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Do you (re)arrange your class methods? Why?

ope profile image Ope Adeyomoye ・Updated on ・1 min read

Lots of (open-source) libraries I go through seem to (re)arrange the methods of member classes in a specific manner e.g. such that any class methods that are to be used by other methods within that class are defined first.

For example:

<?php
class Dispatcher
{
    public function isDispatchable()
    {
        $number = rand(0, 200);

        return ($number < 100) ? true : false;
    }

    public function dispatch()
    {
        if ($this->isDispatchable()) {
            // implementation goes here...
        }
    }
}

Here, isDispatchable() is defined before the method that uses it.

I generally just append new methods to the end of the class whether or not the other methods that use it are above or below. Should I be sent north of the wall?

What do you do?

Discussion

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val_baca profile image
Valentin Baca

Here's what I do, but not incredibly consistently:

  1. follow the style of the package your in. Usually consistency is better than splitting hairs over the "right" way"
  2. If there's no consistent style established and if a class has only a few private helper functions, I try to keep the private helper methods next to the public methods that use them. Then...
  3. If there's no consistent style and there are many private methods or the private methods are used by several, I eventually put all public methods on top and private methods below.
  4. If things get too hairy, I just let IntelliJ sort it out.

That's for languages like Java that really don't care what order the methods are defined. In languages like C or Javascript that have to have definitions or have hoisting, it's a little more complicated so I usually just define all helper functions first like you have in your example.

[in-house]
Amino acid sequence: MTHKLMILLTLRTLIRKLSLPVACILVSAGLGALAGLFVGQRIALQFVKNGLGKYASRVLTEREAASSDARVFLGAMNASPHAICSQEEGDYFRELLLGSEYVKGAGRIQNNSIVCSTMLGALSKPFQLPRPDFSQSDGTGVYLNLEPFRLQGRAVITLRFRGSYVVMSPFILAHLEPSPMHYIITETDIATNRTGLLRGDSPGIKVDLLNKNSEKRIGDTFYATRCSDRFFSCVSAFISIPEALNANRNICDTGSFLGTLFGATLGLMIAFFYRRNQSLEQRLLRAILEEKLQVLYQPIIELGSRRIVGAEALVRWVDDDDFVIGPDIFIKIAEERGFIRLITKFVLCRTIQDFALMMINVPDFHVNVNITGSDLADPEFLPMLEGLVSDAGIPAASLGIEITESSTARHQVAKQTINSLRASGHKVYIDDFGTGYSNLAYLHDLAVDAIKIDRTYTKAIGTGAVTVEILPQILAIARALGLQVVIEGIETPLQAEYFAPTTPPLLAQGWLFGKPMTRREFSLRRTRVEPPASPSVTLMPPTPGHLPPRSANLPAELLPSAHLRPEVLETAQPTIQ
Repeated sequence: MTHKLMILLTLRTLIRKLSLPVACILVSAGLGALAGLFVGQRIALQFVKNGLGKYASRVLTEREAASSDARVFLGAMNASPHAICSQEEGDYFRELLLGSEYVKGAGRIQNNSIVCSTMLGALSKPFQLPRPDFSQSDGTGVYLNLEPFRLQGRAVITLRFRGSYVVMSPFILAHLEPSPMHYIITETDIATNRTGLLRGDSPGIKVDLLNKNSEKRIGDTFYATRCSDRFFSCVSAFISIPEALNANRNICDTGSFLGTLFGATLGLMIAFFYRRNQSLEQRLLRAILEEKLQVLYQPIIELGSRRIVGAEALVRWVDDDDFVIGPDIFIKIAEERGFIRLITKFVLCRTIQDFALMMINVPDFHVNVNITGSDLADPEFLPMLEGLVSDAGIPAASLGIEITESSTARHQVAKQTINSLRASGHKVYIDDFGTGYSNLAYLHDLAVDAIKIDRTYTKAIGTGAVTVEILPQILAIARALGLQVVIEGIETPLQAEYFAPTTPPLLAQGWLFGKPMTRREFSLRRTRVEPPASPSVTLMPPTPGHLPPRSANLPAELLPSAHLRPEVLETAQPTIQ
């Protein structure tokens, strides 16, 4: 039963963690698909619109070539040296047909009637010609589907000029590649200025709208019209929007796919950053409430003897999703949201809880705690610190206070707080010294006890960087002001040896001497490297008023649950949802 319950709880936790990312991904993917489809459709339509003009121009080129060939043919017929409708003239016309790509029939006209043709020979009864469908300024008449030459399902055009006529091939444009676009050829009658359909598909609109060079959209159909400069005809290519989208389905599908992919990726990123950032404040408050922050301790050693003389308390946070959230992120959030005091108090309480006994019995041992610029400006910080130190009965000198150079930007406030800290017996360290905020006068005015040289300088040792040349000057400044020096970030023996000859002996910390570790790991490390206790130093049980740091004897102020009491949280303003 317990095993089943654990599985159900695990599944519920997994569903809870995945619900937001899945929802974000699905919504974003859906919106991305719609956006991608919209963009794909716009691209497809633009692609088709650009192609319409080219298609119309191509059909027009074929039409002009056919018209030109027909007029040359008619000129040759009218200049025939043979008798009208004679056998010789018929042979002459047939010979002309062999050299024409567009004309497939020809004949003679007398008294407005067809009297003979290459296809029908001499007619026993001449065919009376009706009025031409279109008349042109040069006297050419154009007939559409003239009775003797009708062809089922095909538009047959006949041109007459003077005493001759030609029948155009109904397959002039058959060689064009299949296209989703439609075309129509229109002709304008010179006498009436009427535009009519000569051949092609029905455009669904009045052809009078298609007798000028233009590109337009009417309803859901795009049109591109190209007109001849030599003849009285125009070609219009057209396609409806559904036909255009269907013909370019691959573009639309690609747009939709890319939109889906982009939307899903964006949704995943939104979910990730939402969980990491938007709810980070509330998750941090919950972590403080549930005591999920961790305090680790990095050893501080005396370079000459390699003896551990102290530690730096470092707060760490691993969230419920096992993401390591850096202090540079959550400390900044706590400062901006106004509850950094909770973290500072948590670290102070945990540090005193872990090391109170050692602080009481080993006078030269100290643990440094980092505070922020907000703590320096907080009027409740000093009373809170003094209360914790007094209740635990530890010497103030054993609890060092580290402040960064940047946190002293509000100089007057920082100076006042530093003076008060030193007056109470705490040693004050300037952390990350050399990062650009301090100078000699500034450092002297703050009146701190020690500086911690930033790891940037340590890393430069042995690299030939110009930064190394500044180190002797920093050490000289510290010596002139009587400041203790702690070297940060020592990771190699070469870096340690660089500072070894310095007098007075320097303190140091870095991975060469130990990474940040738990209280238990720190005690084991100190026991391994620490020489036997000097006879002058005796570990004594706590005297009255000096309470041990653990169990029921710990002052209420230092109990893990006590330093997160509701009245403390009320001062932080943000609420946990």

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prodigalknight profile image
RevanProdigalKnight

In some older languages (e.g. C), functions are (or at least were) required to be declared before they can be used, so that became an unofficial (compiler-enforced) convention for a lot of people.

It can also be useful because if you see a function call inside of another function, you know that the definition has to be above the function you saw it in (if there's no other discernable order to function declaration, e.g. alphabetization).

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bgadrian profile image
Adrian B.G.

There is no absolute truth, except when is forced by the compiler/interpreter.

Make your own rules, based on your project & coworkers. This kind of decisions are planned or made ad-hoc while the project grows.

Usually I saw new code goes to the end of the file. Pro: good for the old devs that know the project, bad: makes no sense for a newcomer.

Based on my preference you should be sent to the North, but so as we :)

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Nicolas Bousquet

I try to put methods working on the same subject near to each other. But I tend to put constructors/init methods at the begining of the file, just after fields and constant.

Sometime I like to have the public interface method first and their implementation later on.

But to me, if a class/file has more than a few methods with some significant code, it start to lack readability and I prefer to refactor.

200-300 lines for a file is great. 500 lines is acceptable. 1000+ is usually bad. That counting imports, comments and all.

There obviously exception. Facades for example shall have all the relevant method to help discoverability and keep things clean. But that doesn't mean the implementation has to do more than just redirecting to other classes that do the actual job.